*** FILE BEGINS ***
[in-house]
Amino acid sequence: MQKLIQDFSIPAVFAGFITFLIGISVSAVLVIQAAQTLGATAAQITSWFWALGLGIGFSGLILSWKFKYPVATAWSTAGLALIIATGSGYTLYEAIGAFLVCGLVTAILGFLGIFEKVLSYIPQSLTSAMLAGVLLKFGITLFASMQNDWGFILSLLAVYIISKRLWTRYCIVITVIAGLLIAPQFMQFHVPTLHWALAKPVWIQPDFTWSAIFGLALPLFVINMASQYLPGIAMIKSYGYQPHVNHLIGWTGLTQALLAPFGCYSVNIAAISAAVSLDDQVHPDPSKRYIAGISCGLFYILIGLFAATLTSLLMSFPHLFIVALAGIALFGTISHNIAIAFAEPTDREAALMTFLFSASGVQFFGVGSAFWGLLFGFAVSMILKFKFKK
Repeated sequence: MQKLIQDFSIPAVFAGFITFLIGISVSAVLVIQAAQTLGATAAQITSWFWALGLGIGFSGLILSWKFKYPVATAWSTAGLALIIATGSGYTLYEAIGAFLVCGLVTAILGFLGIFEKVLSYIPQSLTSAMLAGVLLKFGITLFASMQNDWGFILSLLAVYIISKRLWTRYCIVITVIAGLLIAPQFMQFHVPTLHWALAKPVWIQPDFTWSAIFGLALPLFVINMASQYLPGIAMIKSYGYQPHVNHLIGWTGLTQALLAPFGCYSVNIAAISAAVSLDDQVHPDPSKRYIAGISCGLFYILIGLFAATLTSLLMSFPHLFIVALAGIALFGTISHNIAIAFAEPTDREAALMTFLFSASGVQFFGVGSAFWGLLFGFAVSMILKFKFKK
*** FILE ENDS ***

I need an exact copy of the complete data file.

[in-house]
Amino acid sequence: MQKLIQDFSIPAVFAGFITFLIGISVSAVLVIQAAQTLGATAAQITSWFWALGLGIGFSGLILSWKFKYPVATAWSTAGLALIIATGSGYTLYEAIGAFLVCGLVTAILGFLGIFEKVLSYIPQSLTSAMLAGVLLKFGITLFASMQNDWGFILSLLAVYIISKRLWTRYCIVITVIAGLLIAPQFMQFHVPTLHWALAKPVWIQPDFTWSAIFGLALPLFVINMASQYLPGIAMIKSYGYQPHVNHLIGWTGLTQALLAPFGCYSVNIAAISAAVSLDDQVHPDPSKRYIAGISCGLFYILIGLFAATLTSLLMSFPHLFIVALAGIALFGTISHNIAIAFAEPTDREAALMTFLFSASGVQFFGVGSAFWGLLFGFAVSMILKFKFKK
Repeated sequence: MQKLIQDFSIPAVFAGFITFLIGISVSAVLVIQAAQTLGATAAQITSWFWALGLGIGFSGLILSWKFKYPVATAWSTAGLALIIATGSGYTLYEAIGAFLVCGLVTAILGFLGIFEKVLSYIPQSLTSAMLAGVLLKFGITLFASMQNDWGFILSLLAVYIISKRLWTRYCIVITVIAGLLIAPQFMQFHVPTLHWALAKPVWIQPDFTWSAIFGLALPLFVINMASQYLPGIAMIKSYGYQPHVNHLIGWTGLTQALLAPFGCYSVNIAAISAAVSLDDQVHPDPSKRYIAGISCGLFYILIGLFAATLTSLLMSFPHLFIVALAGIALFGTISHNIAIAFAEPTDREAALMTFLFSASGVQFFGVGSAFWGLLFGFAVSMILKFKFKK